The impact of Covid in Sixth Form students

Spain went into a full lockdown on 15 March. This meant that students and teachers were not allowed to leave their home, see loved ones or other students for a substantial amount of time. The state of alarm expired on 21 June, and Spain entered a “new normality” phase.

Spain had some of the world’s strictest confinement measures during lockdown and these triggered in some of our Sixth Formers considerable distress. 

Provision that we made for students

Face to face teaching ended on Friday 13 March and on Monday 23 March students moved to on-line teaching. 

Caxton started an unprecedented stage where all of our teaching team, supported by professionals from the different areas of the school, were absolutely at the service of our students and their families to succeed in this new period of distance learning

“Teaching during Covid, an educational challenge.”

This was a unique situation which was emotionally and technologically challenging. The amount of independence that students needed to demonstrate at this time was admirable. Sixth Formers should have taken this as a good preparation for university.  All teachers and students had access to an ipad at home. Regular daily contact was maintained in every subject either via email, video call or an online platform.

The school was committed to ensuring nurturing support and we did have excellent communication with students; however many found this a challenge as wi-fi connections in Spain can be very unreliable especially in the countryside. Equally some staff were unavailable to teach during this time which had an impact on some classes. Provision was made to leave cover work for students but obviously this could have an impact on student progress.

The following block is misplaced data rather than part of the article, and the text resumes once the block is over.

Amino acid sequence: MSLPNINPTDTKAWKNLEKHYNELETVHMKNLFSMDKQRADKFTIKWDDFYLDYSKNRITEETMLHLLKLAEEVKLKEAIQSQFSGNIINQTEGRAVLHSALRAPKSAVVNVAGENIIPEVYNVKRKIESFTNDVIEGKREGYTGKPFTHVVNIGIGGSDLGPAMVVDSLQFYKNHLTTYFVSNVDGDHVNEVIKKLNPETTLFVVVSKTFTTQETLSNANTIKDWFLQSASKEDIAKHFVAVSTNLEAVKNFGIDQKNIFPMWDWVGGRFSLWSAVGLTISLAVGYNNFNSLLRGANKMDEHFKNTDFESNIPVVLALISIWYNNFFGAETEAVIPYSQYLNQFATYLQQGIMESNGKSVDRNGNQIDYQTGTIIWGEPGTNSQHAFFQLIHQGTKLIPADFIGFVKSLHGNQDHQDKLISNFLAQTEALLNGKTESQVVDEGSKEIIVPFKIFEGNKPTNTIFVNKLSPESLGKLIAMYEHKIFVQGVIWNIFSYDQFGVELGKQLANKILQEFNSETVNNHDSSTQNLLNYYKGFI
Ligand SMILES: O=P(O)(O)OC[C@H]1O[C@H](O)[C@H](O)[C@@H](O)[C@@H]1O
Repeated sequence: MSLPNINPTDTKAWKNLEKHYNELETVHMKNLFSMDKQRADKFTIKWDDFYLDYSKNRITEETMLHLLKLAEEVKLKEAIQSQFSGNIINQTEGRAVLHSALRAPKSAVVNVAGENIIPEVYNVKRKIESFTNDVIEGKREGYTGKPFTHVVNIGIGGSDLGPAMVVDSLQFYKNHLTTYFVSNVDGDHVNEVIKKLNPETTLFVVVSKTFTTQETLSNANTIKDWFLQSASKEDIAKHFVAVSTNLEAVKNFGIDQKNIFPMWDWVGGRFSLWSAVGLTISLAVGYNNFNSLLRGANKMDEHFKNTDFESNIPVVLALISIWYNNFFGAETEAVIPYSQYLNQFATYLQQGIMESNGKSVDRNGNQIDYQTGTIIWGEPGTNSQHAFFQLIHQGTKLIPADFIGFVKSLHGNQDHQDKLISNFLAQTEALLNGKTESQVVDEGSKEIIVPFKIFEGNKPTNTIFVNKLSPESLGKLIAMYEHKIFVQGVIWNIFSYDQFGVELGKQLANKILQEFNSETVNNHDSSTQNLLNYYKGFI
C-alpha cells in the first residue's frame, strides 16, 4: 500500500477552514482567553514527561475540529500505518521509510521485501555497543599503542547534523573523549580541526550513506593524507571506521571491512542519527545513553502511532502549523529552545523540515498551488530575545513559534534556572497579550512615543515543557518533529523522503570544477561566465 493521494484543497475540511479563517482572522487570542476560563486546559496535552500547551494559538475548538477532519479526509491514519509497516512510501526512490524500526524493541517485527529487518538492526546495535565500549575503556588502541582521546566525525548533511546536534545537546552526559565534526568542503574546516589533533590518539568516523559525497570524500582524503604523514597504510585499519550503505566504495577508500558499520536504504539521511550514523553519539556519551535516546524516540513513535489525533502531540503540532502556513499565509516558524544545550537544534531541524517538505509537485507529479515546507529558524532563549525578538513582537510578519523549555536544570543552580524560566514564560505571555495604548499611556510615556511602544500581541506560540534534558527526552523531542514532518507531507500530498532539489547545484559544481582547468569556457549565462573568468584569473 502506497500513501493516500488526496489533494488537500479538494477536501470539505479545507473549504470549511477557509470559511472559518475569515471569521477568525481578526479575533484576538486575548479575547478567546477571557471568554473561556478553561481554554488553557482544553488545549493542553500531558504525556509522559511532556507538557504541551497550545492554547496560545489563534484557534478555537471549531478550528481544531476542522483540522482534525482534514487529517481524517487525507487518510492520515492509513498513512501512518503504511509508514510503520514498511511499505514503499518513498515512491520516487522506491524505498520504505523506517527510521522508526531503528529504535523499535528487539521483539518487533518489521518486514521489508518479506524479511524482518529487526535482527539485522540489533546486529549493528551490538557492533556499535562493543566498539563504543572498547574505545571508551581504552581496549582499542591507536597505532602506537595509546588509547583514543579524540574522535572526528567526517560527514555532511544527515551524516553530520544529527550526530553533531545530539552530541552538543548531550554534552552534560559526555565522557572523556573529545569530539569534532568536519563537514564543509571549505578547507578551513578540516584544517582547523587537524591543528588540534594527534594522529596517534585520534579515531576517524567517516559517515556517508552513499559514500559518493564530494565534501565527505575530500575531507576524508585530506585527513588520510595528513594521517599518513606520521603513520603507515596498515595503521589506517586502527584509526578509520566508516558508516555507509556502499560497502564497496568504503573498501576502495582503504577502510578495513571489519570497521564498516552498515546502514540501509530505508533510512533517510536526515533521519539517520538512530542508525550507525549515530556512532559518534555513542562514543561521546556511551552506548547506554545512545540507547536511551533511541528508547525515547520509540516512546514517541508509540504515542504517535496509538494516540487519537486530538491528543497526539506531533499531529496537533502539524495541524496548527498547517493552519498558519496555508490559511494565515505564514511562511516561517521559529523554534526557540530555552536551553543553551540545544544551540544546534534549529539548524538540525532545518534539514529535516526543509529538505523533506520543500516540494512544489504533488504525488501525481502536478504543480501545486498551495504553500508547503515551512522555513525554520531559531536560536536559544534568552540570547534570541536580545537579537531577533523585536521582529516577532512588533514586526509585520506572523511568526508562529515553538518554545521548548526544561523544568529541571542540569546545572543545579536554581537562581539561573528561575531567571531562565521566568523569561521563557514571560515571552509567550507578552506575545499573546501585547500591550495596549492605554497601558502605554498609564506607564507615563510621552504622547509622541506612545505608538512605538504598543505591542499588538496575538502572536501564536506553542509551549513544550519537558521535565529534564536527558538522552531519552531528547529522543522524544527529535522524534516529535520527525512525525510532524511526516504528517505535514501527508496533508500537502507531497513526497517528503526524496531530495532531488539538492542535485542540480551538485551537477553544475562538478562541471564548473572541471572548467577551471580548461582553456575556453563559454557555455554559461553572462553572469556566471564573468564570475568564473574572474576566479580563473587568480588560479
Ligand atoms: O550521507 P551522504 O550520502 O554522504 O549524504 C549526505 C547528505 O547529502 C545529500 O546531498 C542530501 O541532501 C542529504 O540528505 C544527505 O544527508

Current Year 13 students experience of Covid in Spain

Many pupils found this experience made it emotionally challenging to focus on their studies. This was particularly important for our students who are generally a year younger than their British counterparts, so many struggled in dealing with such a unique situation.  There were considerable differences in the levels of pupil engagement in remote learning, particularly amongst the most disadvantaged pupils. Overall, pupils spent on average 5.5 hours a day doing schoolwork since school closed in March as a result of the Covid-19 pandemic.

As a school we were still assessing students’ work. This is because we have January modular exams in Sciences and Maths subjects. This meant that students in some subjects had completed an external exam in one unit, but had not studied much of  a second or third unit. So, continuous assessment was important to assess these students. The school established measures to ensure that these assessments were supervised on-line by teachers to ensure that there was fairness. Our students had to be hugely resilient and independent in order to keep producing assessments for teachers to grade without the stimulus of a teacher in the classroom.

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